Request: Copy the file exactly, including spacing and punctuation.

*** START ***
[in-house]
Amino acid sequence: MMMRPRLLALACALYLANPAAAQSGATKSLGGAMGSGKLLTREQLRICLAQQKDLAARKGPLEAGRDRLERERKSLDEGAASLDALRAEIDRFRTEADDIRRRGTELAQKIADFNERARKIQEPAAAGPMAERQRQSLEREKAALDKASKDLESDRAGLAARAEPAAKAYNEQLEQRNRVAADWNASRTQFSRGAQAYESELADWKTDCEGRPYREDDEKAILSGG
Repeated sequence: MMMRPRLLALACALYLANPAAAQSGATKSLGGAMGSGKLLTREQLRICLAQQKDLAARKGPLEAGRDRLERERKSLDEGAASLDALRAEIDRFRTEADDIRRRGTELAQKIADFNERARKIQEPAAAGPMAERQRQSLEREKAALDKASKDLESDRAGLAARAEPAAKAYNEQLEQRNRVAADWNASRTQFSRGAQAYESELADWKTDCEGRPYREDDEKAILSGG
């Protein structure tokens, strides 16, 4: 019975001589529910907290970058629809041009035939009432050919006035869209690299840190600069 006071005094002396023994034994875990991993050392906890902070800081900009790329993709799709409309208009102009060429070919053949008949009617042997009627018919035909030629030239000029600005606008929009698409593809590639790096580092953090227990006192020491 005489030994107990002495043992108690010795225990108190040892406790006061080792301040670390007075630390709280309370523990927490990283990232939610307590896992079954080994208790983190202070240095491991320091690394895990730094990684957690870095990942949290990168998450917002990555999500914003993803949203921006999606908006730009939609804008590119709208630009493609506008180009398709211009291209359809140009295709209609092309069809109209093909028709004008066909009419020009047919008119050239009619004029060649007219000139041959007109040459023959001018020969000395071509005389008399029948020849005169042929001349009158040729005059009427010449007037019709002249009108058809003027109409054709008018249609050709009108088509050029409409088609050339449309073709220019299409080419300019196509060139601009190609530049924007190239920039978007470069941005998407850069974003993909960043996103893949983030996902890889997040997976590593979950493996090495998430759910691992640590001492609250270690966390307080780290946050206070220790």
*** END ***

[in-house]
Amino acid sequence: MMMRPRLLALACALYLANPAAAQSGATKSLGGAMGSGKLLTREQLRICLAQQKDLAARKGPLEAGRDRLERERKSLDEGAASLDALRAEIDRFRTEADDIRRRGTELAQKIADFNERARKIQEPAAAGPMAERQRQSLEREKAALDKASKDLESDRAGLAARAEPAAKAYNEQLEQRNRVAADWNASRTQFSRGAQAYESELADWKTDCEGRPYREDDEKAILSGG
Repeated sequence: MMMRPRLLALACALYLANPAAAQSGATKSLGGAMGSGKLLTREQLRICLAQQKDLAARKGPLEAGRDRLERERKSLDEGAASLDALRAEIDRFRTEADDIRRRGTELAQKIADFNERARKIQEPAAAGPMAERQRQSLEREKAALDKASKDLESDRAGLAARAEPAAKAYNEQLEQRNRVAADWNASRTQFSRGAQAYESELADWKTDCEGRPYREDDEKAILSGG
């Protein structure tokens, strides 16, 4: 019975001589529910907290970058629809041009035939009432050919006035869209690299840190600069 006071005094002396023994034994875990991993050392906890902070800081900009790329993709799709409309208009102009060429070919053949008949009617042997009627018919035909030629030239000029600005606008929009698409593809590639790096580092953090227990006192020491 005489030994107990002495043992108690010795225990108190040892406790006061080792301040670390007075630390709280309370523990927490990283990232939610307590896992079954080994208790983190202070240095491991320091690394895990730094990684957690870095990942949290990168998450917002990555999500914003993803949203921006999606908006730009939609804008590119709208630009493609506008180009398709211009291209359809140009295709209609092309069809109209093909028709004008066909009419020009047919008119050239009619004029060649007219000139041959007109040459023959001018020969000395071509005389008399029948020849005169042929001349009158040729005059009427010449007037019709002249009108058809003027109409054709008018249609050709009108088509050029409409088609050339449309073709220019299409080419300019196509060139601009190609530049924007190239920039978007470069941005998407850069974003993909960043996103893949983030996902890889997040997976590593979950493996090495998430759910691992640590001492609250270690966390307080780290946050206070220790």